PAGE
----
Albert Einstein died of a ruptured aneurysm in a New Jersey hospital on April 18, 1955. Although he is best remembered for his extraordinary contributions to modern physics, Einstein's life and thought left an impact not only on science, but also on philosophy, visual art, and literature. Of all his works, his theory of relativity had perhaps the farthest-reaching implications for thinkers in all fields. For example, British physicists such as Arthur Eddington interpreted relativity theory as a spiritual, idealistic view of the universe. They claimed that the laws of science have an a priori mental character and exist in a pure spiritual realm. In contrast, Soviet physicists such as V.A. Fock interpreted relativity as evidence for their own Marxist materialist agenda, arguing that science talks about the physical properties of reality as they actually exist and therefore has no idealistic component. Although some philosophers have attributed to Einstein the relativist idea that moral and ethical truth exists only in the point of view of the beholder, Einstein never held such a view and in fact believed just the opposite.

In addition to serving as a lightning rod for many different political agendas, Einstein's relativity theory also gave rise to a particular philosophical approach to science called logical positivism. Inspired by Einstein's method of defining concepts in terms of laboratory experiments, the logical positivists held that the only statements that we can know to be true are those that positive experimental evidence can verify. They also emphasized the role of symbolic logic in the formulation of scientific theories. The logical positivist school was an intellectual product of the Vienna Circle, a group of brilliant young intellectuals who gathered in Vienna in the 1920s and early 1930s under the organization of the Viennese physicist and philosopher Moritz Schlick. These thinkers wanted to rid science of all metaphysical speculation, basing it instead on empiricism and analytical statements of logic.

Einstein's work also influenced much of European art of the post-World War I years. Cubism, derived from Cezanne's "geometrization" of nature, was a new art form that consisted of breaking the essence of the depicted object into geometrical planes, thereby presenting multiple points of view simultaneously. Founded by Pablo Picasso and Juan Gris, Cubist painting introduced a shifting, or relative point of view, in which a single object is seen from several sides at once. In the later school of high analytic Cubism, the new notions of a four-dimensional space-time led artists to look to the fourth dimension as a higher unity under which various perspectives would join together. In addition, sculptors such as Henri Matisse and Naum Gabo attempted to realize the geometrical ideals of cubist painting. This new type of art used kinetic and dynamic elements to express the relationship between mass, energy, space, and time.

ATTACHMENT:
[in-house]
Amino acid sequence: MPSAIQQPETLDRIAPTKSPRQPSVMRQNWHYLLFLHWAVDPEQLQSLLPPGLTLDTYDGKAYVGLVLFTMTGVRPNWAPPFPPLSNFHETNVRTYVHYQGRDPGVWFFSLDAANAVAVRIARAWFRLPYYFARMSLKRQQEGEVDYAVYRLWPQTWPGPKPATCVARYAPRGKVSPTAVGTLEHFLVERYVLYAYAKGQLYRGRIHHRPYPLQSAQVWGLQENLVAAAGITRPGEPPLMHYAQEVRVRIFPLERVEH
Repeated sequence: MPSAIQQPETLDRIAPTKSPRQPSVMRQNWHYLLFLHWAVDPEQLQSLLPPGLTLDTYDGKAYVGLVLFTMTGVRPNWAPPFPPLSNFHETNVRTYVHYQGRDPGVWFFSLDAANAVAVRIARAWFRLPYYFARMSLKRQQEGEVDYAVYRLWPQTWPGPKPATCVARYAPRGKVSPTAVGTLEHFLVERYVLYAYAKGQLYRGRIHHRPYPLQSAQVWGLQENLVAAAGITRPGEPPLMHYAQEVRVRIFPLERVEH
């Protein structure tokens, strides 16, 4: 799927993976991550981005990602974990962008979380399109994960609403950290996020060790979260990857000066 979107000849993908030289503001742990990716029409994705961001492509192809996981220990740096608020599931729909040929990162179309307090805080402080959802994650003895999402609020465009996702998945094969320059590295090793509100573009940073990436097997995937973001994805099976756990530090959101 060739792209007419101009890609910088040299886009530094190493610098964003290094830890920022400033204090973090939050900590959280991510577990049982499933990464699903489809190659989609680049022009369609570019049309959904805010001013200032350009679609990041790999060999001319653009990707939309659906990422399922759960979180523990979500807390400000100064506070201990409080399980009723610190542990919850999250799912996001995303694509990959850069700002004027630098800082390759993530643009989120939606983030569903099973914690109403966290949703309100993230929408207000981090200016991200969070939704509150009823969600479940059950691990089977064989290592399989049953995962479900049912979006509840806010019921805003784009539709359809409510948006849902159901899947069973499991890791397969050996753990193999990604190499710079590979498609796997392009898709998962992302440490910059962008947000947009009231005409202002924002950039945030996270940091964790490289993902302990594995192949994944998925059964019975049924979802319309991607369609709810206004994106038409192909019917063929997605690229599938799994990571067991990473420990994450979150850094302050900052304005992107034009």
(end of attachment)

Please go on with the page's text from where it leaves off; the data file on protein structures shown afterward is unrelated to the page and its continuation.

Einstein's rejection of an absolute time led to conceptions of time as a dynamic quality not only in visual art, but also in the literature of writers such as William Faulkner, who presents multiple relative perspectives on events which seem to unfold in a subjective, personal time. For instance, Faulkner's novel The Sound and the Fury presents a single story told from the perspectives of four different characters, all of whom have different relationships with time. In poetry as well, Einstein's science achieved an impact. The poetic school of objectivism, led by poets such as Archibald MacLeish, William Carlos Williams, and Leon Zukofsky, involved the attempt to incorporate into poetry the ideas that Einstein brought to physics. Objectivist poets equated the relativity of space and time measurements with the relativity of poetic measures, resulting in innovative experiments with verse, structure, and meter. Other poets, including Robert Frost, Ezra Pound, and T.S. Eliot, expressed a more ambivalent attitude towards Einstein's science. For instance, Eliot openly rejected positivism and all doctrines that denied any reality other than that which could be empirically verified. Although these writers often borrowed terms, images, and analogies from Einstein's science, they criticized the larger philosophical implications of his work.

Einstein's legacy also sparked a new public perception of the role of the scientist in society. Einstein believed that the scientist has a moral responsibility to humanity. In addition to his scientific publications, he published popular tracts on themes such as religion, human rights, economics, government, nuclear war, and personal development. He was an outspoken supporter of pacifism, internationalism, democracy, and human dignity. He was also a lifelong supporter of Jewish causes, especially cultural Zionism. In all of these capacities, Einstein helped transform the image of the scientist from a highly specialized student of nature to a public personality deeply concerned about the fate of humanity.

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